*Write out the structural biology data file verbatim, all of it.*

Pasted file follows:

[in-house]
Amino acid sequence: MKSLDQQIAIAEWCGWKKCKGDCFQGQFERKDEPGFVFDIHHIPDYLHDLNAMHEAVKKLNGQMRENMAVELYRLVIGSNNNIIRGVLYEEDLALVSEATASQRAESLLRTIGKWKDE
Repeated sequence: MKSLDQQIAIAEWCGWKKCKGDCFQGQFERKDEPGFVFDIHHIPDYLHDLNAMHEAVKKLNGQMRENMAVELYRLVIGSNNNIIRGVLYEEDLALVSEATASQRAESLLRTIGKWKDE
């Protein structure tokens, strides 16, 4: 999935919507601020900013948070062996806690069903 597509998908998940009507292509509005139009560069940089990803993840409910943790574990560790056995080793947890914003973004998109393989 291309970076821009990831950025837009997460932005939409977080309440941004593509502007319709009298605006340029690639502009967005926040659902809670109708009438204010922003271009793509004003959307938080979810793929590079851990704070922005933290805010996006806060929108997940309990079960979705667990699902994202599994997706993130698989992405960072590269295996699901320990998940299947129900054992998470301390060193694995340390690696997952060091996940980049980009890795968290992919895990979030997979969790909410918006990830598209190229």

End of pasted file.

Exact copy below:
[in-house]
Amino acid sequence: MKSLDQQIAIAEWCGWKKCKGDCFQGQFERKDEPGFVFDIHHIPDYLHDLNAMHEAVKKLNGQMRENMAVELYRLVIGSNNNIIRGVLYEEDLALVSEATASQRAESLLRTIGKWKDE
Repeated sequence: MKSLDQQIAIAEWCGWKKCKGDCFQGQFERKDEPGFVFDIHHIPDYLHDLNAMHEAVKKLNGQMRENMAVELYRLVIGSNNNIIRGVLYEEDLALVSEATASQRAESLLRTIGKWKDE
């Protein structure tokens, strides 16, 4: 999935919507601020900013948070062996806690069903 597509998908998940009507292509509005139009560069940089990803993840409910943790574990560790056995080793947890914003973004998109393989 291309970076821009990831950025837009997460932005939409977080309440941004593509502007319709009298605006340029690639502009967005926040659902809670109708009438204010922003271009793509004003959307938080979810793929590079851990704070922005933290805010996006806060929108997940309990079960979705667990699902994202599994997706993130698989992405960072590269295996699901320990998940299947129900054992998470301390060193694995340390690696997952060091996940980049980009890795968290992919895990979030997979969790909410918006990830598209190229």